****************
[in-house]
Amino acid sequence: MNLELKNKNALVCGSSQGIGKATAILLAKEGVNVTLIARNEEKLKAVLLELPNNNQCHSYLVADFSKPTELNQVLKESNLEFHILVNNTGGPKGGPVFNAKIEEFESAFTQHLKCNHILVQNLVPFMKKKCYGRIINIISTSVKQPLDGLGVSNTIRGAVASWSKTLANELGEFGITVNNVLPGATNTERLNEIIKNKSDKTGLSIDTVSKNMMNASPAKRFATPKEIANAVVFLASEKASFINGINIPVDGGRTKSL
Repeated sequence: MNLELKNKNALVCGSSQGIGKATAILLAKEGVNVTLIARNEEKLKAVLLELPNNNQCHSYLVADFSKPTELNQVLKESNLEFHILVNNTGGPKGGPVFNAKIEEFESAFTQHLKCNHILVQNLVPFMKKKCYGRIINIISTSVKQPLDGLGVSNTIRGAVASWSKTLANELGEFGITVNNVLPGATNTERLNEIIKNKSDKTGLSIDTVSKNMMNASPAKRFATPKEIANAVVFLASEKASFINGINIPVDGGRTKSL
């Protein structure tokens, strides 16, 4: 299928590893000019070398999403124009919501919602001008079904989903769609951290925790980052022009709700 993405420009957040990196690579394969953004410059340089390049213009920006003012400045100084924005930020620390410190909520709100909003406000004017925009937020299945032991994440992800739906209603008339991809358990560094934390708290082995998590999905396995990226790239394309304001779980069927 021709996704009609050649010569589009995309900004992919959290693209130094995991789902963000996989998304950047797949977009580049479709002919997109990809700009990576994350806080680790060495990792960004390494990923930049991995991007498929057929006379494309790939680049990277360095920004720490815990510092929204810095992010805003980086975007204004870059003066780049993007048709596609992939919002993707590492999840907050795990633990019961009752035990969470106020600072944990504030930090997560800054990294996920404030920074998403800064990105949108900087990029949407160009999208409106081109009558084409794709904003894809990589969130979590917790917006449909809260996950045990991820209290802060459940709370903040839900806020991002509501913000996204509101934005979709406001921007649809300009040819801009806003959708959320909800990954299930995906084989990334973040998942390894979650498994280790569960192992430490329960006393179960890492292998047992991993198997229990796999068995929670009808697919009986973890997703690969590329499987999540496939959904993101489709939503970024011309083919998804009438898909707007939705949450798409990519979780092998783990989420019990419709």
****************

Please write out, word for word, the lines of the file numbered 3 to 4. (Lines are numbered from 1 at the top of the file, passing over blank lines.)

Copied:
Repeated sequence: MNLELKNKNALVCGSSQGIGKATAILLAKEGVNVTLIARNEEKLKAVLLELPNNNQCHSYLVADFSKPTELNQVLKESNLEFHILVNNTGGPKGGPVFNAKIEEFESAFTQHLKCNHILVQNLVPFMKKKCYGRIINIISTSVKQPLDGLGVSNTIRGAVASWSKTLANELGEFGITVNNVLPGATNTERLNEIIKNKSDKTGLSIDTVSKNMMNASPAKRFATPKEIANAVVFLASEKASFINGINIPVDGGRTKSL
């Protein structure tokens, strides 16, 4: 299928590893000019070398999403124009919501919602001008079904989903769609951290925790980052022009709700 993405420009957040990196690579394969953004410059340089390049213009920006003012400045100084924005930020620390410190909520709100909003406000004017925009937020299945032991994440992800739906209603008339991809358990560094934390708290082995998590999905396995990226790239394309304001779980069927 021709996704009609050649010569589009995309900004992919959290693209130094995991789902963000996989998304950047797949977009580049479709002919997109990809700009990576994350806080680790060495990792960004390494990923930049991995991007498929057929006379494309790939680049990277360095920004720490815990510092929204810095992010805003980086975007204004870059003066780049993007048709596609992939919002993707590492999840907050795990633990019961009752035990969470106020600072944990504030930090997560800054990294996920404030920074998403800064990105949108900087990029949407160009999208409106081109009558084409794709904003894809990589969130979590917790917006449909809260996950045990991820209290802060459940709370903040839900806020991002509501913000996204509101934005979709406001921007649809300009040819801009806003959708959320909800990954299930995906084989990334973040998942390894979650498994280790569960192992430490329960006393179960890492292998047992991993198997229990796999068995929670009808697919009986973890997703690969590329499987999540496939959904993101489709939503970024011309083919998804009438898909707007939705949450798409990519979780092998783990989420019990419709």